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Categories & Keywords

Subcategory Detail:
Keywords:environment, high, key, rocks, scenery, seascapes, stones, water, waves
Photo Info

Dimensions1550 x 534
Original file size267 KB
Image typeJPEG
Color spacesRGB
Date taken15-May-15 15:11
Date modified30-May-15 14:17
Shooting Conditions

Camera makeCanon
Camera modelCanon EOS 30D
Focal length70 mm
Max lens aperturef/2.8
Exposure1/320 at f/8
FlashNot fired, compulsory mode
Exposure bias0 EV
Exposure modeManual
Exposure prog.Manual
ISO speedISO 100
Metering modeSpot
by Marg Penberthy

by Marg Penberthy

TECHNICAL: RAW file provided. Good exposure. The histogram covers the full range from highlights to shadows with the majority of pixels being in the midtones. Sharp. Appropriate shutter speed to arrest movement. The wave is running downhill (tilted horizon). Composition is arbitrary.

INTERPRETATION by Rob in Lightroom: Leveled horizon. Tried various crop options and settled on two (A & B) with A being most favoured. The processing steps below refer to A.

Decided that the high key of the original should be preserved. I didn't see any value in grungifying the image with a (fashionable?) dark and dramatic interpretation. The brightness is wonderful. Boosted whites and midtones and darkened some shadows.
  1. using the local adjustment brush, painted about -0.4 stops exposure on some of the dark patches in the wave face to increase contrast against the foam and provide a foil for the black rock.
  2. painted about -0.7 stops exposure on the little black rock.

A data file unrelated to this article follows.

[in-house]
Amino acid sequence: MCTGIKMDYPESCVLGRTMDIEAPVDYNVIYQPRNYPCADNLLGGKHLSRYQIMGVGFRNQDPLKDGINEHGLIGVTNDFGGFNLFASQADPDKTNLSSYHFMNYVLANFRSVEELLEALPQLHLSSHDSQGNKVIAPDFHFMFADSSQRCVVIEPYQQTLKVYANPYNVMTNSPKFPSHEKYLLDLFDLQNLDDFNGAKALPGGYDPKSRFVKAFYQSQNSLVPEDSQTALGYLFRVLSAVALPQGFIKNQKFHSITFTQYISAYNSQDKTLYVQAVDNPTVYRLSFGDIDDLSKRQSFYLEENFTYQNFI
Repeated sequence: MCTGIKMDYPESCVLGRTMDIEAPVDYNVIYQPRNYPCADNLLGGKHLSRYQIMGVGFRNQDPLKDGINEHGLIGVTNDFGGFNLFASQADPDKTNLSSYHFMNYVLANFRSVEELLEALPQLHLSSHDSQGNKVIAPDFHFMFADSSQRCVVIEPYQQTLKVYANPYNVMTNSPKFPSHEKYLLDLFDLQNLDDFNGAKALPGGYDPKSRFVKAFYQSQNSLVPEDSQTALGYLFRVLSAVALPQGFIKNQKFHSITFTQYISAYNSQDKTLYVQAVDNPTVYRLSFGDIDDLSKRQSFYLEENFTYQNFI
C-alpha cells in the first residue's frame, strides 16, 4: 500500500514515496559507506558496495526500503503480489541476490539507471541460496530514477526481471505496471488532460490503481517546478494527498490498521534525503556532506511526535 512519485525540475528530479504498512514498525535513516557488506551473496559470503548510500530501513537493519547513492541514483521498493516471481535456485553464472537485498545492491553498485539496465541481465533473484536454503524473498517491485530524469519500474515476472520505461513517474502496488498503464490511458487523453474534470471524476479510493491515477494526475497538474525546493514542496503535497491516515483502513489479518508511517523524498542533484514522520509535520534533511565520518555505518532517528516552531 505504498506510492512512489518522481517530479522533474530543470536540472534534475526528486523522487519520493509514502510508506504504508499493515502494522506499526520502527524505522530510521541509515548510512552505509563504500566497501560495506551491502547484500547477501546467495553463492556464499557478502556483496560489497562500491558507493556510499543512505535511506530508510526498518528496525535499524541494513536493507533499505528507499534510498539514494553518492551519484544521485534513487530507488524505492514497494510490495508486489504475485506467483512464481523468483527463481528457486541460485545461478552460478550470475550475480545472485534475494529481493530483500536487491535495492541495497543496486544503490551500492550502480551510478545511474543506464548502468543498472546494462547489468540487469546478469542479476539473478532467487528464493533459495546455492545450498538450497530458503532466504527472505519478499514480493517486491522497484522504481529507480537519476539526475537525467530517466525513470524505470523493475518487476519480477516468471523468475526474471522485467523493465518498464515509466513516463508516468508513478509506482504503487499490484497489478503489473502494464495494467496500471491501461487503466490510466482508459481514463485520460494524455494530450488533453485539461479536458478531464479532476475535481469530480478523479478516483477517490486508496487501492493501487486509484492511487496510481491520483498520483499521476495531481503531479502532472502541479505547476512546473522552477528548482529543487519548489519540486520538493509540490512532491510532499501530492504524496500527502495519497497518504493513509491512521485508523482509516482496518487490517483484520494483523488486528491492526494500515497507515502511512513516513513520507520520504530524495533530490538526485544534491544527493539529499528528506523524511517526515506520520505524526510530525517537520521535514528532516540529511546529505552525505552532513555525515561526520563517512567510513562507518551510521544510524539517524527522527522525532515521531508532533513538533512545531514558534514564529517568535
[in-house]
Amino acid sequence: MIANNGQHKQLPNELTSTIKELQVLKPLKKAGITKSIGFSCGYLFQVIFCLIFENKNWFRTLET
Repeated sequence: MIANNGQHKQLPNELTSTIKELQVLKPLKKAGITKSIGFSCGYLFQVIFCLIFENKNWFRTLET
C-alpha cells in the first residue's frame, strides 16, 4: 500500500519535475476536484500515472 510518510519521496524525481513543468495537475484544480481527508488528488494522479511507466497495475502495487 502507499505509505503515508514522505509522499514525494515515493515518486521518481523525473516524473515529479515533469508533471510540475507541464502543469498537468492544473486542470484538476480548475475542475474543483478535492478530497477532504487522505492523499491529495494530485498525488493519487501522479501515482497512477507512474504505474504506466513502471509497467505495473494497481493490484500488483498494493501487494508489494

3. added a couple of +positive exposure (+0.3 & +0.5 stops), diagonally orientated, graduated filters to brighten the sky from top right corner down and across to wave crest, at an angle matching the pale streak in the clouds.
  4. painted +0.5 stops exposure with a low opacity setting on the pale streak in the clouds to accentuate it.
  5. converted to B&W and added split-toning (yellow highlights and blue shadows). I like this effect, with the warmth of the wave highlights reminding me of Blue Ribbon ice cream!

CRITIQUE: Well, Marg, I'm pleased with my interpretation of your well exposed original; feeling a bit like I've pulled a rabbit out of a hat! You captured fundamentally good raw materials and it's obvious that zooming in and levelling the camera would have improved the ability to make a large print from the image. On location, and also in my presentation at Northern Zone, I spoke about observation being a key to making good scenery images. With dynamic scenes like seascapes, anticipation is another key.

I believe that the zoomed in version of your image could have been anticipated through attentive observation. Big waves would have been breaking at intervals in that same spot. It's worth cultivating one's ability to consider compositions that rely on the right wave in the right place, balanced with another element that can reasonably be expected to appear as well—in this case, the foam-isolated little black rock.

I cropped your image to simplify the composition and capitalise on the wonderful design it encapsulates:
  • a big wave diagonally opposed and balanced by a little black rock
  • the slope of the back of the wave leading down and across to the little black rock
  • the pale streak in the cloud parallel to the back slope of the wave, coming from top left corner and diagonally opposing the little black rock
  • the bulk of the wave break followed by its 'bridal train' sweeping across the image
  • the white horses in the background.

Call me weird; I love how the small wave peak (P) has popped up directly above the rock. It's a strong image in my opinion.

I darkened parts of the wave face to echo the little black rock. Equally, though, I could have left them alone and made the little black rock the only dark thing in the image. I can imagine faces in the breaking wave (one a sad face looking at the rock) and they appeal to me as well.

Cropping. As you can see, there are a few options. I like A in its entirety because it includes the dynamic of the pale streak in the cloud. But a 2:1 crop also looks good to me. Warning, if you submitted the 2:1 version in a camera club competition the judge might say "Tut, tut...centred horizon." I would say, "Judge, get over yourself!" That judge might also say that the 3:2 crop has "...too much empty sky." Sigh! ®